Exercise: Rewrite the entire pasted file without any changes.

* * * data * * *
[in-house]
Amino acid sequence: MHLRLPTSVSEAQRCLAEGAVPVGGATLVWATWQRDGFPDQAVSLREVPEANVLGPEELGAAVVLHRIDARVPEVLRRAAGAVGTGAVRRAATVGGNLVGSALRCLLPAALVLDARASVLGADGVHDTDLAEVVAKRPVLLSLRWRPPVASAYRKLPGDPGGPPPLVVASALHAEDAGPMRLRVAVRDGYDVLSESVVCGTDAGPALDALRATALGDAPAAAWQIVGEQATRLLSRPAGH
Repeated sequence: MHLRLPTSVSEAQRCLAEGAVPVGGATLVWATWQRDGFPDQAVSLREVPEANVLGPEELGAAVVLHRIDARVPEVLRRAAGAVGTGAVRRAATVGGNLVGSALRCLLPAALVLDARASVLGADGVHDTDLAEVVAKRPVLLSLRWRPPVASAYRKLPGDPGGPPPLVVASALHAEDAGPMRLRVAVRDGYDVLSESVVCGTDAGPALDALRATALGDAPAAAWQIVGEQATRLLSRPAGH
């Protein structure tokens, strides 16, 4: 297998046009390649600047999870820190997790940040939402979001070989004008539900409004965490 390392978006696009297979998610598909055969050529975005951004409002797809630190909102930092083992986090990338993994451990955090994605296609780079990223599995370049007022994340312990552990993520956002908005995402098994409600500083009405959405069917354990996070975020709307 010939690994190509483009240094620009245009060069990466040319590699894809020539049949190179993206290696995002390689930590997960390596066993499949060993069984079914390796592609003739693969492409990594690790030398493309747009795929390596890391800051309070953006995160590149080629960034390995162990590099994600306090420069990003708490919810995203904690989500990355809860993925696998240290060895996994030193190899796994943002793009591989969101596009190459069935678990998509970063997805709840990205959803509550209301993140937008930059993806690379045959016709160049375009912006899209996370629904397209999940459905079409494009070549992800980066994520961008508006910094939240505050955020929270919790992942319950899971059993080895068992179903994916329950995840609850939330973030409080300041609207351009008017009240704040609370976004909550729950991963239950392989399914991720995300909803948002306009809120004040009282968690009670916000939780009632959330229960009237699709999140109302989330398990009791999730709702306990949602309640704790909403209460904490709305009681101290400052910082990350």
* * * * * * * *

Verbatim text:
[in-house]
Amino acid sequence: MHLRLPTSVSEAQRCLAEGAVPVGGATLVWATWQRDGFPDQAVSLREVPEANVLGPEELGAAVVLHRIDARVPEVLRRAAGAVGTGAVRRAATVGGNLVGSALRCLLPAALVLDARASVLGADGVHDTDLAEVVAKRPVLLSLRWRPPVASAYRKLPGDPGGPPPLVVASALHAEDAGPMRLRVAVRDGYDVLSESVVCGTDAGPALDALRATALGDAPAAAWQIVGEQATRLLSRPAGH
Repeated sequence: MHLRLPTSVSEAQRCLAEGAVPVGGATLVWATWQRDGFPDQAVSLREVPEANVLGPEELGAAVVLHRIDARVPEVLRRAAGAVGTGAVRRAATVGGNLVGSALRCLLPAALVLDARASVLGADGVHDTDLAEVVAKRPVLLSLRWRPPVASAYRKLPGDPGGPPPLVVASALHAEDAGPMRLRVAVRDGYDVLSESVVCGTDAGPALDALRATALGDAPAAAWQIVGEQATRLLSRPAGH
């Protein structure tokens, strides 16, 4: 297998046009390649600047999870820190997790940040939402979001070989004008539900409004965490 390392978006696009297979998610598909055969050529975005951004409002797809630190909102930092083992986090990338993994451990955090994605296609780079990223599995370049007022994340312990552990993520956002908005995402098994409600500083009405959405069917354990996070975020709307 010939690994190509483009240094620009245009060069990466040319590699894809020539049949190179993206290696995002390689930590997960390596066993499949060993069984079914390796592609003739693969492409990594690790030398493309747009795929390596890391800051309070953006995160590149080629960034390995162990590099994600306090420069990003708490919810995203904690989500990355809860993925696998240290060895996994030193190899796994943002793009591989969101596009190459069935678990998509970063997805709840990205959803509550209301993140937008930059993806690379045959016709160049375009912006899209996370629904397209999940459905079409494009070549992800980066994520961008508006910094939240505050955020929270919790992942319950899971059993080895068992179903994916329950995840609850939330973030409080300041609207351009008017009240704040609370976004909550729950991963239950392989399914991720995300909803948002306009809120004040009282968690009670916000939780009632959330229960009237699709999140109302989330398990009791999730709702306990949602309640704790909403209460904490709305009681101290400052910082990350």